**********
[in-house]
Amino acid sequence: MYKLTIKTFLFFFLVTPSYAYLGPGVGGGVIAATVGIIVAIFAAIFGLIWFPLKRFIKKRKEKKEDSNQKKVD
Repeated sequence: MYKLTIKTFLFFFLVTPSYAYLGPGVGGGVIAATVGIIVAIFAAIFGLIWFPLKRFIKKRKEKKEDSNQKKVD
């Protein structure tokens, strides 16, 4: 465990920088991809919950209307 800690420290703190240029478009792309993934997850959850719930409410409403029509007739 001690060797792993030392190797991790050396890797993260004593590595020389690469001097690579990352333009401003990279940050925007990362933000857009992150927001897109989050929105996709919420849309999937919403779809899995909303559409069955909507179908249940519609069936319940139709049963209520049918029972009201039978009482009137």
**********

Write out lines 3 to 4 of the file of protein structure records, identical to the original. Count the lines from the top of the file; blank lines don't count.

Repeated sequence: MYKLTIKTFLFFFLVTPSYAYLGPGVGGGVIAATVGIIVAIFAAIFGLIWFPLKRFIKKRKEKKEDSNQKKVD
């Protein structure tokens, strides 16, 4: 465990920088991809919950209307 800690420290703190240029478009792309993934997850959850719930409410409403029509007739 001690060797792993030392190797991790050396890797993260004593590595020389690469001097690579990352333009401003990279940050925007990362933000857009992150927001897109989050929105996709919420849309999937919403779809899995909303559409069955909507179908249940519609069936319940139709049963209520049918029972009201039978009482009137």